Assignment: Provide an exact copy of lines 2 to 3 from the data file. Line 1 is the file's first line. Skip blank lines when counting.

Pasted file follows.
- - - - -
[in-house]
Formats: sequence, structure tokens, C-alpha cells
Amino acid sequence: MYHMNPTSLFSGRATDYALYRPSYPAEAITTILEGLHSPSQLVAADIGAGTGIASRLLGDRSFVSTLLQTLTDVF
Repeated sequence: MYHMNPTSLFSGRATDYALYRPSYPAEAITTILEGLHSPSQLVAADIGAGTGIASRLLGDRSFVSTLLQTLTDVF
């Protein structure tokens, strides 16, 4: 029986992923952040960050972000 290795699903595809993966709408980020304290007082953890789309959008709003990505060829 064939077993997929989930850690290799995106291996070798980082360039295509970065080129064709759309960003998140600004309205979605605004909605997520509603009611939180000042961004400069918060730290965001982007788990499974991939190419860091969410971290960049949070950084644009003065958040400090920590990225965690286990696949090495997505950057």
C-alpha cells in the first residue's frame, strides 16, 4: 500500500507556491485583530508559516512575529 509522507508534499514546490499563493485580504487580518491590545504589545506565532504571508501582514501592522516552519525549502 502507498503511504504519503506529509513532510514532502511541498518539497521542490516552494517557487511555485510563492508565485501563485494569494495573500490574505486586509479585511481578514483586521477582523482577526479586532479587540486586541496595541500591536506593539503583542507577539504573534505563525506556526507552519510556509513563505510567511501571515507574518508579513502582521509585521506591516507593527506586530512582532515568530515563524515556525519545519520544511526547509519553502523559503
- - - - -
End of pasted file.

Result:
Formats: sequence, structure tokens, C-alpha cells
Amino acid sequence: MYHMNPTSLFSGRATDYALYRPSYPAEAITTILEGLHSPSQLVAADIGAGTGIASRLLGDRSFVSTLLQTLTDVF